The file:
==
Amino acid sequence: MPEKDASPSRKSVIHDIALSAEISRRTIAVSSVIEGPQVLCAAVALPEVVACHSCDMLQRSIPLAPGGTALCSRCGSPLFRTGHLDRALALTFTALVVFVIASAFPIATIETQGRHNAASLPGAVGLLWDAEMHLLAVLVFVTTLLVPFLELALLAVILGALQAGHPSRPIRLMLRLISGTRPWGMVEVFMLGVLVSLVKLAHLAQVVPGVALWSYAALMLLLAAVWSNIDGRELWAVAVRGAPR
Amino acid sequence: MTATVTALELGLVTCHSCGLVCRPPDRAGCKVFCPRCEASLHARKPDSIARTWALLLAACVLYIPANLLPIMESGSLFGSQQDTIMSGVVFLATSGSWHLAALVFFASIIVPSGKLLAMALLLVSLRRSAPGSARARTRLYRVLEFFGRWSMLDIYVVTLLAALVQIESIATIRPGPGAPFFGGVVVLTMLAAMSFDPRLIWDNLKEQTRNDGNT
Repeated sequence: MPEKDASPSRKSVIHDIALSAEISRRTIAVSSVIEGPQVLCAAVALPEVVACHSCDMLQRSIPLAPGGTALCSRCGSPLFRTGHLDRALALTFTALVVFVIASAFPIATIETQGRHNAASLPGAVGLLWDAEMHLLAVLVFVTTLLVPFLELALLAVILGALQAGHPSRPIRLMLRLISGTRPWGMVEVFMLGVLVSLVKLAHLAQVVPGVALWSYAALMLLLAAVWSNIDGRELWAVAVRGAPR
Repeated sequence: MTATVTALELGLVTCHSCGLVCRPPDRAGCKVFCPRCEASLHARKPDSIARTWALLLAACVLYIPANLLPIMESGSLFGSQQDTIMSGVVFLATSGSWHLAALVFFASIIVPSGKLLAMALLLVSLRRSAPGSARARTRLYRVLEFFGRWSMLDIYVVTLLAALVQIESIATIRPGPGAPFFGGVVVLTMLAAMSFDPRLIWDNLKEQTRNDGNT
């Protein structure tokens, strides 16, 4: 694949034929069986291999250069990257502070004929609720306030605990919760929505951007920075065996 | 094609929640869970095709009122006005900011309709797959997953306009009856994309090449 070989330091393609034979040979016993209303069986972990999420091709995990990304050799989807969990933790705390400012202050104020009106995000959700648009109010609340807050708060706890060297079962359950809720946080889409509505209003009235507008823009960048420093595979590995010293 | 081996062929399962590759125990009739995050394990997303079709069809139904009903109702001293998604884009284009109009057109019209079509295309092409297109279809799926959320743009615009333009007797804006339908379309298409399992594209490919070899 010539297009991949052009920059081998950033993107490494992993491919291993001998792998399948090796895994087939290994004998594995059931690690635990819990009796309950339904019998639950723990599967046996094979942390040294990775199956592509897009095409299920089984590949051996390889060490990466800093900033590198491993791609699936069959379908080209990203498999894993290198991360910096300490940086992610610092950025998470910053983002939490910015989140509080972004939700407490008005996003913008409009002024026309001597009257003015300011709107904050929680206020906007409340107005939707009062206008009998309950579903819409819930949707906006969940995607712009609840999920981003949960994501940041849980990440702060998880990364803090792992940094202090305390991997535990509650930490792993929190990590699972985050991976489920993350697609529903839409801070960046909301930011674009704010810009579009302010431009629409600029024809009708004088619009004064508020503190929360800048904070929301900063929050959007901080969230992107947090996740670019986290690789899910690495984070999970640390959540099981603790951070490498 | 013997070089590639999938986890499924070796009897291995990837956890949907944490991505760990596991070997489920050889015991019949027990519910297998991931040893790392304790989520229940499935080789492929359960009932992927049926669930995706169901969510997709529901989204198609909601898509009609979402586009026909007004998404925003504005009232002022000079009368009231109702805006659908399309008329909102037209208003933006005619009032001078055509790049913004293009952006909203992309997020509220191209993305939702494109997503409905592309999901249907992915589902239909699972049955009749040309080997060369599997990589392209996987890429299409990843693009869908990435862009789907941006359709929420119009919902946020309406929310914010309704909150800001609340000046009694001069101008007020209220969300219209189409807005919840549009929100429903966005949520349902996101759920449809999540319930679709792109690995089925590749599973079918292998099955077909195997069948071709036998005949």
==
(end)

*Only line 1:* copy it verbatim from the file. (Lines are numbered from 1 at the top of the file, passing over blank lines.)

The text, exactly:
Amino acid sequence: MPEKDASPSRKSVIHDIALSAEISRRTIAVSSVIEGPQVLCAAVALPEVVACHSCDMLQRSIPLAPGGTALCSRCGSPLFRTGHLDRALALTFTALVVFVIASAFPIATIETQGRHNAASLPGAVGLLWDAEMHLLAVLVFVTTLLVPFLELALLAVILGALQAGHPSRPIRLMLRLISGTRPWGMVEVFMLGVLVSLVKLAHLAQVVPGVALWSYAALMLLLAAVWSNIDGRELWAVAVRGAPR